ADHD: Diagnosis Doesn’t Always Mean Disability

Thursday, September 11, 2008

Attention Deficit and Hyperactivity Disorder (ADHD) is one of the most prevalent mental disorders among American adults, with 50 percent of childhood cases persisting into adulthood.

While the condition is recognized as a disability under the Americans With Disabilities Act and the U.S. Rehabilitation Act of 1973, few employers pay attention to ADHD in working adults. In a recent presentation, “When diagnosis does not always mean disability: The challenge of employees with ADHD,” researcher Eric Patton, Ph.D., outlined the impact of the disorder on the workplace.

“The prevalence of adults with ADHD, and the organizational outcomes linked to the condition such as turnover, absenteeism and performance problems, are strong reasons for human resource professionals and managers to work toward accommodating these workers,” explains Patton.

Despite the performance, legal and insurance cost implications, Patton says few employers demonstrate awareness of and familiarity with ADHD.

“The lack of knowledge and the misconceptions surrounding mental health disorders in our society is troubling,” notes Patton. “One of the greatest difficulties facing working adults with ADHD is human resource departments’ policies and managers/coworkers’ attitudes toward the condition.”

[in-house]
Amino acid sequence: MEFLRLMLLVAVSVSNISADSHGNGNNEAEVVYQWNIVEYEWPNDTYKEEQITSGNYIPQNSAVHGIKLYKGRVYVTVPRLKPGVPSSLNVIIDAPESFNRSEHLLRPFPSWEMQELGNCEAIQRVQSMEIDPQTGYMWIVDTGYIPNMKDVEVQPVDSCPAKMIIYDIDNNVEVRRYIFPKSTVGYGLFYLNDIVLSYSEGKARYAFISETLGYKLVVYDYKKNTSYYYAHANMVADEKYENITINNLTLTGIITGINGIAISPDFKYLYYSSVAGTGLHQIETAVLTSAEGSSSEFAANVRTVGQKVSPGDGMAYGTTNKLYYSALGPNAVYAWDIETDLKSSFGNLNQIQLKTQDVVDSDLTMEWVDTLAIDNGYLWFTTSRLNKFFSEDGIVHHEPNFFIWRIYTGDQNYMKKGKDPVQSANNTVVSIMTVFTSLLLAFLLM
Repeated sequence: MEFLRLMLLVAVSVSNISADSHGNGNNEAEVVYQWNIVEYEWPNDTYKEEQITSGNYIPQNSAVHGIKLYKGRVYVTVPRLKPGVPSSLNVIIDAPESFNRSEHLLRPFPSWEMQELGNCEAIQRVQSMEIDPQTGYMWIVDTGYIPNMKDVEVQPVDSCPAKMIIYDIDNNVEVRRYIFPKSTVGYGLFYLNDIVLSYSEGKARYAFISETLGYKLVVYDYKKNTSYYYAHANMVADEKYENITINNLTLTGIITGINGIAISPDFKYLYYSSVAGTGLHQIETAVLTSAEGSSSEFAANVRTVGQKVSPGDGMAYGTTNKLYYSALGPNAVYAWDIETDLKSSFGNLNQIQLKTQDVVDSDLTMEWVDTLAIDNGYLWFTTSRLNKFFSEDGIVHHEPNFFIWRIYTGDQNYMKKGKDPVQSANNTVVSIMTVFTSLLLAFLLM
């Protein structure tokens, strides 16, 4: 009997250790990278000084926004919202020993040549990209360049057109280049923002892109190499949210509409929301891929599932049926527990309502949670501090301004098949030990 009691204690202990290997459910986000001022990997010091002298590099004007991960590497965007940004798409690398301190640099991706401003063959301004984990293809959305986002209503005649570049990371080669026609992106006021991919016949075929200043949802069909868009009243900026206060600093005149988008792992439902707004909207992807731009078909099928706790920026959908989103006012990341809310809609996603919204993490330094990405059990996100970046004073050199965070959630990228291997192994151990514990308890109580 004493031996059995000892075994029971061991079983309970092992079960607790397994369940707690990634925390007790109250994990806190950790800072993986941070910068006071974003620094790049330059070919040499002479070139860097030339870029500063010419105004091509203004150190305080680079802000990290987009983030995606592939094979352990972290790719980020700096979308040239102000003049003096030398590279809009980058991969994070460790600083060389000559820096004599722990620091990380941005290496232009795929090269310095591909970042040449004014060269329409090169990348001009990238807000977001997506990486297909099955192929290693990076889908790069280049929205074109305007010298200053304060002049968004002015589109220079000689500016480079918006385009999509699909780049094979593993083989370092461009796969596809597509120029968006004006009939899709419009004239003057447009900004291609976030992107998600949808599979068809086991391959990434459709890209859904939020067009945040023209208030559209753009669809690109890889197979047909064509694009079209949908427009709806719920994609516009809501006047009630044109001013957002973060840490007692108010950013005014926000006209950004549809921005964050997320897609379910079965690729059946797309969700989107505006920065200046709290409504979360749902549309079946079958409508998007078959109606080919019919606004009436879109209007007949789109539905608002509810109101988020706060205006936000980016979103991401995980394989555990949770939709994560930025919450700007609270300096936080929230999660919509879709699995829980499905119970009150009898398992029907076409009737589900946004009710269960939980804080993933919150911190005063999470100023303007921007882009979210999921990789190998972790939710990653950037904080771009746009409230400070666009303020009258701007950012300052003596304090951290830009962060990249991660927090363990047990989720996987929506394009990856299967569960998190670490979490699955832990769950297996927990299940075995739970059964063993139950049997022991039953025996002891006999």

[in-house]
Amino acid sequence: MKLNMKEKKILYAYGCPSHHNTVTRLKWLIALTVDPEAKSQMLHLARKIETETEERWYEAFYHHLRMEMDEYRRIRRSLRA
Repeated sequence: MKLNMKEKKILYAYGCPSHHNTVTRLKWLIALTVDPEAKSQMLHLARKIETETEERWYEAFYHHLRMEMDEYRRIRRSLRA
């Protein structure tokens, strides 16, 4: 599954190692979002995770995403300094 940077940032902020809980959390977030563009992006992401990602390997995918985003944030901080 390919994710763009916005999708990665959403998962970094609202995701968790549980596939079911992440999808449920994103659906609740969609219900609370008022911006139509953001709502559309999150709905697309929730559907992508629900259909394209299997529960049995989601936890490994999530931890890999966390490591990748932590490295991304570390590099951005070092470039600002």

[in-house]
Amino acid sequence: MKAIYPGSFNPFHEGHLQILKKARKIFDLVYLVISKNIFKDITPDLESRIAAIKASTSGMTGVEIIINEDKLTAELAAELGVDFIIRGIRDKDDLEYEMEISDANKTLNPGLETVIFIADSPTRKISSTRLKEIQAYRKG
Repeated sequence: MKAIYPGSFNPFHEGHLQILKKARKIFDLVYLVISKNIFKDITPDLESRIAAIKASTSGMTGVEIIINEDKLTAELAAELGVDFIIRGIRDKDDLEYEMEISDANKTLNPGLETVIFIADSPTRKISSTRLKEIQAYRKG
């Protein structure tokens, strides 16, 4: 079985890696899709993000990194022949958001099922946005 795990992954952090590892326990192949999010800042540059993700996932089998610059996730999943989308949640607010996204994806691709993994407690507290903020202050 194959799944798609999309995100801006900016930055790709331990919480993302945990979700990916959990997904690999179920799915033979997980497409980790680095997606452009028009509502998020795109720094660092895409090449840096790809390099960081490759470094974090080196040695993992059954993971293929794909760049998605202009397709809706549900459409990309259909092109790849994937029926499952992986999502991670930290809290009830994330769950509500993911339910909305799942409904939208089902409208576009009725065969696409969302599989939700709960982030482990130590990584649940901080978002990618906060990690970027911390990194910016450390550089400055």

By training managers on signs, consequences and accommodation options for employees with ADHD, Patton says organizations can alleviate certain stigmas surrounding the disorder and generate discussion.

And while there is a great deal of negativity surrounding the disorder, Patton says workers with this condition are often talented, creative and can flourish in the right situation.

“For the benefit of those who suffer from ADHD, and the organizations who employ them, current policies need to be reviewed and more training is needed,” he concludes.

Patton, an assistant professor of management at Saint Joseph’s University in Philadelphia, recently presented " When diagnosis does not always mean disability: The challenge of employees with ADHD” at the Annual Meeting of the Academy of Management in Anaheim, Calif. He can be reached at epatton@sju.edu, at 610-660-3178 or by calling University Communications at 610-660-1222.



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